A Matter of Perspective: Mitigating the Outcome Effect in Auditor Performance Evaluations
49 Pages Posted: 1 Jan 2020 Last revised: 25 Feb 2021
Date Written: December 29, 2020
Prior research shows that the outcome effect in auditor performance evaluations can create a disincentive to exercise professional skepticism by punishing auditors whose skeptical behavior does not identify a misstatement. We experimentally demonstrate that perspective taking improves this evaluation process by mitigating the influence of the outcome effect and increasing evaluator focus on decision process quality. In a common audit setting in which a staff auditor exhibits appropriate yet costly skeptical behavior that correctly identifies no misstatement, supervising auditors prompted to take the perspective of the staff auditor evaluate the staff’s performance more highly than unprompted auditors—performance ratings that align with the ratings provided to auditors who detect a misstatement. We provide confirming evidence that perspective taking successfully removes the outcome penalty for no-misstatement skeptical behavior by increasing supervisor attention toward information cues about the staff’s decision process quality and away from those about the non-diagnostic misstatement outcome. We also show that perspective taking increases evaluator consensus and reduces the “idiosyncratic rater effects” that often plague performance reviews. Overall, we demonstrate that perspective taking can improve attention to process quality and that audit firms can use perspective taking to help properly align reward structures with desired auditor behavior.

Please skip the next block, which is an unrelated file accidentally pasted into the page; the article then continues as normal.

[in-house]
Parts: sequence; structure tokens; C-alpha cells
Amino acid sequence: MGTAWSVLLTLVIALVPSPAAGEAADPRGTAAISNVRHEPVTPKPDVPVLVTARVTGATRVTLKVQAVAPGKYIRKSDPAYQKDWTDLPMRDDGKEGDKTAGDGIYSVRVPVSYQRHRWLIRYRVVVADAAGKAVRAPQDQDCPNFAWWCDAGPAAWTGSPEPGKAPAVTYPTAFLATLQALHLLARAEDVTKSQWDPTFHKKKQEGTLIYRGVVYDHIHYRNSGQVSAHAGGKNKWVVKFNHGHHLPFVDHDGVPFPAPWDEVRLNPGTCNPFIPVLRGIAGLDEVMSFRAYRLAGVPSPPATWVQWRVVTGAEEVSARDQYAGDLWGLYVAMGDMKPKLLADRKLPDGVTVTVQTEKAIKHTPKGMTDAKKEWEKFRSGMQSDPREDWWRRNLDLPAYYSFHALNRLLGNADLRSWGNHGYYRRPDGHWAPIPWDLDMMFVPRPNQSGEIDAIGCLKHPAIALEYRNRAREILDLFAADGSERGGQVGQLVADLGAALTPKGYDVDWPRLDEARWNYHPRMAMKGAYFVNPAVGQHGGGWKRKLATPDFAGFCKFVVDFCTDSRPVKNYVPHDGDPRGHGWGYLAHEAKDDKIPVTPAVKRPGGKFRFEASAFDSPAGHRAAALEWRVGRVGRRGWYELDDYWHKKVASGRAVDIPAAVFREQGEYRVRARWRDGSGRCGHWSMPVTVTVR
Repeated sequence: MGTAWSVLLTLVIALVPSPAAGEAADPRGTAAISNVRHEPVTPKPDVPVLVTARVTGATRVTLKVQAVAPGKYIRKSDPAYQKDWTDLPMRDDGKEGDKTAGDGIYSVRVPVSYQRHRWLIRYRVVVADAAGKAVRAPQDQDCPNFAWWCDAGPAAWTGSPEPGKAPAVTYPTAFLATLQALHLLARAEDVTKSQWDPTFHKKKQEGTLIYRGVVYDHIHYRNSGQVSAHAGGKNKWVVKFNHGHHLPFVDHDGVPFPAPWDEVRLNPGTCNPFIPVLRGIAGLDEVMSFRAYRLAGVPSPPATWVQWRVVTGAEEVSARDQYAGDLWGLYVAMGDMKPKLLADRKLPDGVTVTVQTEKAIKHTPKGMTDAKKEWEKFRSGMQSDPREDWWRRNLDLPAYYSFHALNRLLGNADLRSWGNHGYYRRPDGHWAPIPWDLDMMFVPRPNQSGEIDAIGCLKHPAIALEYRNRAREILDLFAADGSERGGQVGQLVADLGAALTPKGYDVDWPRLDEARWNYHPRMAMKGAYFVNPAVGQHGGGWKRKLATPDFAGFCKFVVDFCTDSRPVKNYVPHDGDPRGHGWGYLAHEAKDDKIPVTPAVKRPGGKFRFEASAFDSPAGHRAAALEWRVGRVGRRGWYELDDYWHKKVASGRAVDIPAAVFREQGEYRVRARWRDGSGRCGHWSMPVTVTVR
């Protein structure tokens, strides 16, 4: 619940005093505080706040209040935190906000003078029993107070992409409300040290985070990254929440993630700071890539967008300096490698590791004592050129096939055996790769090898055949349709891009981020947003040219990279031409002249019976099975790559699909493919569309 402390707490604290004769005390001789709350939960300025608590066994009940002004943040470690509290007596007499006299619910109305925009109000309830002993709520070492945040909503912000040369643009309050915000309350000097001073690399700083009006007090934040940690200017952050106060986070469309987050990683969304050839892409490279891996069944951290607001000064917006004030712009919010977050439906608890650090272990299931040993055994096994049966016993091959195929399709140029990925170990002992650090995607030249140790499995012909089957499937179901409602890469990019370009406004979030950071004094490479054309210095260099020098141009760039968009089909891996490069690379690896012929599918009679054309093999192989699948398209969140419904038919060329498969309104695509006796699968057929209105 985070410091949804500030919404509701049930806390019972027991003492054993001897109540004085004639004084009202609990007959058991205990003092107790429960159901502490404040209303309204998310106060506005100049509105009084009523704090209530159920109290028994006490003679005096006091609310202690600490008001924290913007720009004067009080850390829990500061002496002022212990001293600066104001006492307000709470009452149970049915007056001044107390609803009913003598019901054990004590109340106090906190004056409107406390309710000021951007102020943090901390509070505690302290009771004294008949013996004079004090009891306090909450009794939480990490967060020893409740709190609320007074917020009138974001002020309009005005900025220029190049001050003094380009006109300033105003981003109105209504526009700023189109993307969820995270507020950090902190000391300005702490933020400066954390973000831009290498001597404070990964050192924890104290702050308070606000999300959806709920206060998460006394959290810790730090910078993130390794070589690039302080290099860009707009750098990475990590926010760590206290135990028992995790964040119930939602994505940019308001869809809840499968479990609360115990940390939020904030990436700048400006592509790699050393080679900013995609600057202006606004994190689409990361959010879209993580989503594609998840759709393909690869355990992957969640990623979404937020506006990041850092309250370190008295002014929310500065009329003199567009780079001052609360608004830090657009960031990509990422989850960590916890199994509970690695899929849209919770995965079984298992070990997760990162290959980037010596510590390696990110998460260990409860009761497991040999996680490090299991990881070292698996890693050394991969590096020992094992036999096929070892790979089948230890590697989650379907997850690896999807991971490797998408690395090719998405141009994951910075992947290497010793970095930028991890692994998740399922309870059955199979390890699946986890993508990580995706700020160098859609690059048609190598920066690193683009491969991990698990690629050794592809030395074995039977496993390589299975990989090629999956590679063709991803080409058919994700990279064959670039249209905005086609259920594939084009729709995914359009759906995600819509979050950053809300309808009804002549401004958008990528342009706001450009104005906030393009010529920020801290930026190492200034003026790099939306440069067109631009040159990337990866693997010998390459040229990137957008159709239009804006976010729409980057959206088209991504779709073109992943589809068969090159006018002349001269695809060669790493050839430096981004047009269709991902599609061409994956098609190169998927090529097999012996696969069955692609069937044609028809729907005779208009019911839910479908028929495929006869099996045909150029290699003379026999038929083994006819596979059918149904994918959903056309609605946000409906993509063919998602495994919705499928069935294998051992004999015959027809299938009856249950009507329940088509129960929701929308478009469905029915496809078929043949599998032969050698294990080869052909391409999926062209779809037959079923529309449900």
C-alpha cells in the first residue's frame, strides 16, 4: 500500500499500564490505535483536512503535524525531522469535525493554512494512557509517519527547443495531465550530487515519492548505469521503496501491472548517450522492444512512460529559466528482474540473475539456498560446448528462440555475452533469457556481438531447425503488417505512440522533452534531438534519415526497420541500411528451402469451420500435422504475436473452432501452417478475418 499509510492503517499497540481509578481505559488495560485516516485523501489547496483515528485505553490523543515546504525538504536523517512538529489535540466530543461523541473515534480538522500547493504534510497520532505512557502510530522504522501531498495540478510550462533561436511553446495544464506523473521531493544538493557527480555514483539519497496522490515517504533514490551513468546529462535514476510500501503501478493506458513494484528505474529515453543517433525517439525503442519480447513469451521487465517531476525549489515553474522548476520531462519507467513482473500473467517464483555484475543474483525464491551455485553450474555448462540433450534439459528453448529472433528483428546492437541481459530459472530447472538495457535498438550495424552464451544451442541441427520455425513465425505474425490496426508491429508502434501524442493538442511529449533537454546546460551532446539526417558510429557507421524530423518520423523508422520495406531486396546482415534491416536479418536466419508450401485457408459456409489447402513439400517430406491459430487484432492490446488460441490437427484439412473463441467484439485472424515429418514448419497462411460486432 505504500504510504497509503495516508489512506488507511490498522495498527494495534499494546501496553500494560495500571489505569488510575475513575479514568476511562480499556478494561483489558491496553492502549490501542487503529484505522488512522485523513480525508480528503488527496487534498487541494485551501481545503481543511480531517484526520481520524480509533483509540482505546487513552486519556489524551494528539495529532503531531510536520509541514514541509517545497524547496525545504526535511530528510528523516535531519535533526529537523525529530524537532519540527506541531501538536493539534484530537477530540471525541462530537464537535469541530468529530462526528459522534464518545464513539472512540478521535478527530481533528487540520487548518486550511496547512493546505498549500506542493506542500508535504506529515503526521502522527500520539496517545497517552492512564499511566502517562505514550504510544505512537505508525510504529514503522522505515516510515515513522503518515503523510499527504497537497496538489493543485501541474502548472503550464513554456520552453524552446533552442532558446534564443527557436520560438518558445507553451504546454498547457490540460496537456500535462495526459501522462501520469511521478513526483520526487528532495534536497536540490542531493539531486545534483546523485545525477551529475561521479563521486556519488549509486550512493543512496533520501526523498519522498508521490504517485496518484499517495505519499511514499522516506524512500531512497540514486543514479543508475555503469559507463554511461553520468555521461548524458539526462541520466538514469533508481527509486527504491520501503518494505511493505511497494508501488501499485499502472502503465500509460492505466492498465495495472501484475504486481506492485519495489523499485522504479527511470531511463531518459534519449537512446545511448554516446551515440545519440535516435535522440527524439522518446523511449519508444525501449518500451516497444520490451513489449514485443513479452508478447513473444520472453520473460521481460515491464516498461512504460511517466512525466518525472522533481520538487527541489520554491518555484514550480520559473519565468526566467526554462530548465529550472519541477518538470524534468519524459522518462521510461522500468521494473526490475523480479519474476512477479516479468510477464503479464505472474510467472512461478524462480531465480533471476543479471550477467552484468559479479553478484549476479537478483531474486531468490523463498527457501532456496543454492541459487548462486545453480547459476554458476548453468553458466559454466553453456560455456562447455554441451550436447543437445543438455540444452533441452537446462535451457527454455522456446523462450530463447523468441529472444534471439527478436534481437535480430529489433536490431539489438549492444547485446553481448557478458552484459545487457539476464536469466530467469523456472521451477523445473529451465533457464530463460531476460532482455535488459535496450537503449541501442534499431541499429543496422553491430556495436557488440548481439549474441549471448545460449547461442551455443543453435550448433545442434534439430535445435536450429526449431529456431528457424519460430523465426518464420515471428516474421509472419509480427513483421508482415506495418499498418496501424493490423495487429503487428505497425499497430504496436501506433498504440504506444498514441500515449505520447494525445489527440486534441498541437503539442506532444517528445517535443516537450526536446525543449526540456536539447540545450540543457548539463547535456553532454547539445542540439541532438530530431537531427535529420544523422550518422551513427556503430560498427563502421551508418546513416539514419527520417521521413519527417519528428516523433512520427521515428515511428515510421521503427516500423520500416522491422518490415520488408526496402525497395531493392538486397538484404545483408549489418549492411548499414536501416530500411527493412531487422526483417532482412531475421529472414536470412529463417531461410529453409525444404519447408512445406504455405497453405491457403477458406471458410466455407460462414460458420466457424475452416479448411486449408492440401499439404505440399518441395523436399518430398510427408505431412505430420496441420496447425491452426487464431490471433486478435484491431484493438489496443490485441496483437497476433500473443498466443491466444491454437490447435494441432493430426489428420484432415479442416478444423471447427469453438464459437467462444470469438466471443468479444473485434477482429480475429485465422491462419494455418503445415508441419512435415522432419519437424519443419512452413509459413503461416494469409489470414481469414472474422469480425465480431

Keywords: Perspective taking, outcome effect, outcome bias, professional skepticism, decision quality, performance evaluation, audit
JEL Classification: M42
Suggested Citation: Suggested Citation